Every week in text study we talk about what the “takeaway” might be from the texts that day. Here is mine from this week: reflecting on the story from Matthew, one person wondered if God is saying to us, “I dare you to do the right thing.”  

 

That line has stuck with me all week. I immediately reflected on my childhood. The words “I dare you” in those days were accompanied with bad things – “I dare you to steal from that convenience store. I dare you to throw eggs on that person’s house. I dare you to race while driving down Main Street. I dare you to skip school.” I dare you meant “I dare you to do this thing that can risk getting you in big trouble.” Oh the pressure!! Did I take some of those dares? You bet I did. Did you?

 

What about a God who creates us with the capacity to do so much good and so much harm, and then dares us to do as much good as we can? After many blunders and bad choices, God tried something else. It seemed that human beings just didn’t get it so God sent Jesus to show us how to take great risks by daring to do good. Then God says to us, “follow him. Do it that way. I dare you!”

 

In this story, Jesus shows the capacity people have to do harm. They beat, kill, and stone others. But he is daring us to do it differently.

 

It is easy to think “I have never beaten, stoned, or killed someone so what would Jesus be saying to me?” Instead of waiting for the next story of gun violence or racism or greed, what if we dare each other to be leaders in the story of healing, of hope, of generosity?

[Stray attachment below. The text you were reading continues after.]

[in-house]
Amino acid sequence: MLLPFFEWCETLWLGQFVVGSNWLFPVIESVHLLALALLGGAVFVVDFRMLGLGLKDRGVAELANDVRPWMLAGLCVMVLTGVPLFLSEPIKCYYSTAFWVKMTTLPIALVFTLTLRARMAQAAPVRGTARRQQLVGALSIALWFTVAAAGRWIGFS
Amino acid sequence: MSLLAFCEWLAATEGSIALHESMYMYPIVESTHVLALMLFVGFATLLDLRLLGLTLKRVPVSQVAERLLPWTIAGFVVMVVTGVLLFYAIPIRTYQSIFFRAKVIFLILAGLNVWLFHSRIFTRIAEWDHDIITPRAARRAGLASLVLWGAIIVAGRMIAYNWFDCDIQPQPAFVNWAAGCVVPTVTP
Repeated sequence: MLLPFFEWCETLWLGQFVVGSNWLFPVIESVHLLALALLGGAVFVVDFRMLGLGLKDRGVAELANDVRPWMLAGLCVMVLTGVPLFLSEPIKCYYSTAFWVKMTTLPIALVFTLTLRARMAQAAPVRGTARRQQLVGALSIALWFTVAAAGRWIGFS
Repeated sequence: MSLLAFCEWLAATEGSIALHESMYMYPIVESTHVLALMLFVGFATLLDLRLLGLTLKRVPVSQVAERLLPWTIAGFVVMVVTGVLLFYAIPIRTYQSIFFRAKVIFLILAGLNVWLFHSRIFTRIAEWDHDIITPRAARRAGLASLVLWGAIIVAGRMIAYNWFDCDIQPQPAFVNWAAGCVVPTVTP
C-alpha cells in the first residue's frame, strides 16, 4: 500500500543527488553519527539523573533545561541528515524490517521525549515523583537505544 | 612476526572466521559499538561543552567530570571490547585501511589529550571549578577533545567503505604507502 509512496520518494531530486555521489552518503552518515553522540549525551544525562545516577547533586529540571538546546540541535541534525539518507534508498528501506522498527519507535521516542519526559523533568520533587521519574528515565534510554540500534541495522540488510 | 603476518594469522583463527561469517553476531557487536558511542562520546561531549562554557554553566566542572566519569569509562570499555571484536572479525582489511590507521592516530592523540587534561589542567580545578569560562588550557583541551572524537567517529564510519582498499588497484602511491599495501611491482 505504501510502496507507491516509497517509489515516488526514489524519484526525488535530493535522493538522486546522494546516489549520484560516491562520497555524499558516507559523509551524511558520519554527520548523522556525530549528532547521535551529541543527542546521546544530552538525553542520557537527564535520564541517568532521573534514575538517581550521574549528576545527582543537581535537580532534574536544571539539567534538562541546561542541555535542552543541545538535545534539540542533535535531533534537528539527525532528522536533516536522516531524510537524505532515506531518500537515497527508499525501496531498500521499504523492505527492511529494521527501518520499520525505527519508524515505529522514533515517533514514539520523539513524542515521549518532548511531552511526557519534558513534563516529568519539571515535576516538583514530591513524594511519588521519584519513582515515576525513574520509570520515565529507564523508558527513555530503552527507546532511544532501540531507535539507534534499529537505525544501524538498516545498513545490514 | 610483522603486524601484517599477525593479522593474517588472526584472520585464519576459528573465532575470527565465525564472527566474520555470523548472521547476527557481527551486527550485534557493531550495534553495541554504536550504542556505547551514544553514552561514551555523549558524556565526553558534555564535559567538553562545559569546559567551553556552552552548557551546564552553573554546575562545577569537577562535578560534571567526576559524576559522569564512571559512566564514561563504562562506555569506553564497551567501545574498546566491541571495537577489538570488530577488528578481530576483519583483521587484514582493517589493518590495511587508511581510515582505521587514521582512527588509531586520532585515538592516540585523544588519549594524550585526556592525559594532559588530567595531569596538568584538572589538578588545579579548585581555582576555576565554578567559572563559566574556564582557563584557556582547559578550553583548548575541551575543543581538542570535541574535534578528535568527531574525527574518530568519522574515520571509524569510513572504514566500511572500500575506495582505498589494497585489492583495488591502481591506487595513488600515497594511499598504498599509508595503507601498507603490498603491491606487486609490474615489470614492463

Once upon a time at a church meeting a wealthy member of the church rose to tell the rest of those present about his Christian faith.

"I'm a millionaire," he said, "and I attribute my wealth to the blessings of God in my life." He went on to recall the turning point in his relationship with God. As a young man, he had just earned his first dollar and he went to a church meeting that night. The speaker at that meeting was a missionary who told about his work in the mission field. Before the offering plate was passed around, the preacher told everyone that everything that was collected that night would be given to this missionary to help fund his work on behalf of the church. The wealthy man wanted to give to support mission work, but he knew he couldn't make change from the offering plate. He knew he either had to give all he had or nothing at all. At that moment, he decided to give all that he had to God. Looking back, he said he knew that God had blessed that decision and had made him wealthy.

When he finished, there was silence in the room. As he returned to the pew and sat down, an elderly lady seated behind him leaned forward and said, "I dare you to do it again."

 

Part of my commitment to a faith community is the way it dares me to do something that matters. I find that dare possible because I am doing it with all of you. Every time I walk into this sanctuary, I feel the possibilities before us when we take God up on the dare to do something good. One of the organizations I am proud we support is Crossroads for Women. The women they serve have blown it and served time for their mistakes. The women they serve are taking the dare to do something good with their lives. They inspire me with their courage and their commitment to transform their lives. They work hard. They support one another and while they haven’t told me this, I bet that every day they dare one another to do some good. Our partnership with them inspires me to take God’s dare to do something good, to be generous, and to trust God’s guidance.

 

Our lives are a gift from God. We can use them in so many beautiful ways. Let us use them so that we reflect God’s love and generosity. I dare you!